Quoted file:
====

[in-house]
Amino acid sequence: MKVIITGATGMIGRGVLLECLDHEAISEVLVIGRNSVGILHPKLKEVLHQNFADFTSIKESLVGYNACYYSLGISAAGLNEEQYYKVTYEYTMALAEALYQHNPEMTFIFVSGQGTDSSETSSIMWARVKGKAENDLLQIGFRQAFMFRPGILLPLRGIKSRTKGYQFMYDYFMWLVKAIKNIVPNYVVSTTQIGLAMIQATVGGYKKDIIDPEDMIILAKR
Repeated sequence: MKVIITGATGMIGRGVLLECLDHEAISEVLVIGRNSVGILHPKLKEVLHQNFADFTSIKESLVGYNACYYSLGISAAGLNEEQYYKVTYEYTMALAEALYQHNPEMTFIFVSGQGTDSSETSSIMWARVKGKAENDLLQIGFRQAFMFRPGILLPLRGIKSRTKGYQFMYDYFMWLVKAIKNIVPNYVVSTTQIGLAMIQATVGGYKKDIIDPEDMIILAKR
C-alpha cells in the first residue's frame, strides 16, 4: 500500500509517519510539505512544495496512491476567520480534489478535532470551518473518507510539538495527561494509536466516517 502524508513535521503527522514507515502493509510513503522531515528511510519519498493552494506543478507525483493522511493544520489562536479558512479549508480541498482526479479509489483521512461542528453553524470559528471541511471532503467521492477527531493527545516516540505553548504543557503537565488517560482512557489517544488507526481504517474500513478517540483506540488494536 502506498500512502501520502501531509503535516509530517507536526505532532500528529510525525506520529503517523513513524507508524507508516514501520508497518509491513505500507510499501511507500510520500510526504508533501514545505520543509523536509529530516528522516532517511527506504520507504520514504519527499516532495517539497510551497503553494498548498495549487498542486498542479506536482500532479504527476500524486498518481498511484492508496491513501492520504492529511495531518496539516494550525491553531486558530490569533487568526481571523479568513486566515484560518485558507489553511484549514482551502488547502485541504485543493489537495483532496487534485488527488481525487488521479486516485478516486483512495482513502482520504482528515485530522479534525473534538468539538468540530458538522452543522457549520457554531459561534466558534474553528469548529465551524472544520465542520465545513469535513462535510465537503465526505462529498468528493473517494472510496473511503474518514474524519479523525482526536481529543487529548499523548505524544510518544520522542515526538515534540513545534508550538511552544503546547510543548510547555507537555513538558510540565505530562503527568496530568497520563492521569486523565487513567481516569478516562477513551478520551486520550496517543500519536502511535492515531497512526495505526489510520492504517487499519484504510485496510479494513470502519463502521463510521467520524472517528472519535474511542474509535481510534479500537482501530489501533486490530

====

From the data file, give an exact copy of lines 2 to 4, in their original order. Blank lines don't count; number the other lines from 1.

Amino acid sequence: MKVIITGATGMIGRGVLLECLDHEAISEVLVIGRNSVGILHPKLKEVLHQNFADFTSIKESLVGYNACYYSLGISAAGLNEEQYYKVTYEYTMALAEALYQHNPEMTFIFVSGQGTDSSETSSIMWARVKGKAENDLLQIGFRQAFMFRPGILLPLRGIKSRTKGYQFMYDYFMWLVKAIKNIVPNYVVSTTQIGLAMIQATVGGYKKDIIDPEDMIILAKR
Repeated sequence: MKVIITGATGMIGRGVLLECLDHEAISEVLVIGRNSVGILHPKLKEVLHQNFADFTSIKESLVGYNACYYSLGISAAGLNEEQYYKVTYEYTMALAEALYQHNPEMTFIFVSGQGTDSSETSSIMWARVKGKAENDLLQIGFRQAFMFRPGILLPLRGIKSRTKGYQFMYDYFMWLVKAIKNIVPNYVVSTTQIGLAMIQATVGGYKKDIIDPEDMIILAKR
C-alpha cells in the first residue's frame, strides 16, 4: 500500500509517519510539505512544495496512491476567520480534489478535532470551518473518507510539538495527561494509536466516517 502524508513535521503527522514507515502493509510513503522531515528511510519519498493552494506543478507525483493522511493544520489562536479558512479549508480541498482526479479509489483521512461542528453553524470559528471541511471532503467521492477527531493527545516516540505553548504543557503537565488517560482512557489517544488507526481504517474500513478517540483506540488494536 502506498500512502501520502501531509503535516509530517507536526505532532500528529510525525506520529503517523513513524507508524507508516514501520508497518509491513505500507510499501511507500510520500510526504508533501514545505520543509523536509529530516528522516532517511527506504520507504520514504519527499516532495517539497510551497503553494498548498495549487498542486498542479506536482500532479504527476500524486498518481498511484492508496491513501492520504492529511495531518496539516494550525491553531486558530490569533487568526481571523479568513486566515484560518485558507489553511484549514482551502488547502485541504485543493489537495483532496487534485488527488481525487488521479486516485478516486483512495482513502482520504482528515485530522479534525473534538468539538468540530458538522452543522457549520457554531459561534466558534474553528469548529465551524472544520465542520465545513469535513462535510465537503465526505462529498468528493473517494472510496473511503474518514474524519479523525482526536481529543487529548499523548505524544510518544520522542515526538515534540513545534508550538511552544503546547510543548510547555507537555513538558510540565505530562503527568496530568497520563492521569486523565487513567481516569478516562477513551478520551486520550496517543500519536502511535492515531497512526495505526489510520492504517487499519484504510485496510479494513470502519463502521463510521467520524472517528472519535474511542474509535481510534479500537482501530489501533486490530